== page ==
• I would be inclined to say no. “Deprecation” should be reserved for situations where there is a history of fabrication and outright lying. That does not mean we need to accept everything printed in the paper. Individual reports can be deemed unreliable, even when the paper as a whole is considered “generally” reliable. Take it case by case. Blueboar (talk) 15:42, 15 September 2023 (UTC)Reply[reply]
  • The entire notion of "deprecation" of any source is offensive to me. For example, the far right media might be full of crackpot conspiracy theories about this or that, but provide an absolute goldmine of reliable biographical information about participants in its movement. That the New York Times is being proposed for "deprecation" about any topic strikes me as either an example of politicized whinging or a case of attempting to disrupt Wikipedia to make a point. Carrite (talk) 17:41, 15 September 2023 (UTC)Reply[reply]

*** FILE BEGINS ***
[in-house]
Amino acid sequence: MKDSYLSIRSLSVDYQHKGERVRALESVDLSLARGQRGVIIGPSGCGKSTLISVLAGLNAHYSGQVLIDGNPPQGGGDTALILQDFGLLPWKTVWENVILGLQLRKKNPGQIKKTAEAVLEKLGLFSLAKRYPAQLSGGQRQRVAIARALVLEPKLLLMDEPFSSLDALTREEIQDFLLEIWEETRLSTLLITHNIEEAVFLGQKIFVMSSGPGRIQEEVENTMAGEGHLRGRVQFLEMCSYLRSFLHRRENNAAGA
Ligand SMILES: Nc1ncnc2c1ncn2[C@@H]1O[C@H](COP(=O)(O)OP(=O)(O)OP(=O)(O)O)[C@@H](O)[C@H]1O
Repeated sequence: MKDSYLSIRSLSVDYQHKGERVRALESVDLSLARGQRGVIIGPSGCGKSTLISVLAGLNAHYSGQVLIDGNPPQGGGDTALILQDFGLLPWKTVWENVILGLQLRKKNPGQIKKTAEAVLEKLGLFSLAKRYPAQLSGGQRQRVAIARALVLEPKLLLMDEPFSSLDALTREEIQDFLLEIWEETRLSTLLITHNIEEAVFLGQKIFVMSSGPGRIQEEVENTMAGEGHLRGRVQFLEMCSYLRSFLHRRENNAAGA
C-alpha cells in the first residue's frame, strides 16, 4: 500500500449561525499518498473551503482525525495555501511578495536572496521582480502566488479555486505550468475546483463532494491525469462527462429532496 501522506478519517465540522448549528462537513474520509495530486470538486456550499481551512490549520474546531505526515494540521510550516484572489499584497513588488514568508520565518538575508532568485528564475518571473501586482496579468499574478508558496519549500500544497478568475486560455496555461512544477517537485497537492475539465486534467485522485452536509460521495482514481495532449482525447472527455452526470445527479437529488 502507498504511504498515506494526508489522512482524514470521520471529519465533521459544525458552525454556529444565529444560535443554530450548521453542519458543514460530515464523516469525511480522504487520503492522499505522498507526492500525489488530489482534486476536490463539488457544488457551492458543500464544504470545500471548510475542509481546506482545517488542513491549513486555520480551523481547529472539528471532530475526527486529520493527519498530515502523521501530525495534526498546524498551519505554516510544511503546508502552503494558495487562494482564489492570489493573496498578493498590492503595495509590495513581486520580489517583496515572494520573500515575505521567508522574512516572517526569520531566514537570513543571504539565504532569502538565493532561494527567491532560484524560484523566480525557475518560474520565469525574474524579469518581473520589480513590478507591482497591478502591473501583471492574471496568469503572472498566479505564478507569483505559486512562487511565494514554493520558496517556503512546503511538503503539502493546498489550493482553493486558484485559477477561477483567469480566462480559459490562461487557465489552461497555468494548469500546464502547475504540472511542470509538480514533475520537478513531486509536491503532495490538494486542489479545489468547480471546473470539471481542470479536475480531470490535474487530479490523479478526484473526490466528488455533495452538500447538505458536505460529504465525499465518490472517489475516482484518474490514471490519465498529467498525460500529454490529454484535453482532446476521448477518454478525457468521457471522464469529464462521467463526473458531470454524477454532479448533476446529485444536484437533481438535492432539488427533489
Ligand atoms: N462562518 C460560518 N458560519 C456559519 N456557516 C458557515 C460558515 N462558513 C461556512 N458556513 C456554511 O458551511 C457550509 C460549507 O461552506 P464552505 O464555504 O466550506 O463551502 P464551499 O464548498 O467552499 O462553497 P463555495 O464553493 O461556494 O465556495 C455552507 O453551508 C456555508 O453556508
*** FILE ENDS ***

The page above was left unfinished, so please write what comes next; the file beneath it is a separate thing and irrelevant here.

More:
• The criticism appears to be largely leveled at the editorial side of the paper with the criticism of the news side being much less serious. We already treat the editorial side as WP:RSEDITORIAL so I don't think any action needs to be taken here. Horse Eye's Back (talk) 17:49, 15 September 2023 (UTC)Reply[reply]
  • Those criticisms have themselves been criticised by reliable sources ([79]), so it’s not exactly an open-and-shut case. The Washington Post opinion notes the many instances of LGBT-sympathetic coverage in the NYT, so deprecating them as a source for LGBT issues would cause significant collateral damage. Barnards.tar.gz (talk) 19:32, 15 September 2023 (UTC)Reply[reply]
    Washington Post, archive-url: SandyGeorgia (Talk) 22:44, 15 September 2023 (UTC)Reply[reply]
  • No, I completely reject this. The NYT is a reliable source, even if it publishes information that some editors dislike. I echo @Hemiauchenia - "We can't just deprecate the coverage of reliable sources like this because they disagree with the prevailing views of Wikipedia contributors". Wikipedia should NOT be merely a reflection of the opinions of its editors. Judging from OP's profile, this looks like a very blatant case of trying to deprecate a source in order to push a POV. Sorry, thumbs down from me. Pecopteris (talk) 20:10, 15 September 2023 (UTC)Reply[reply]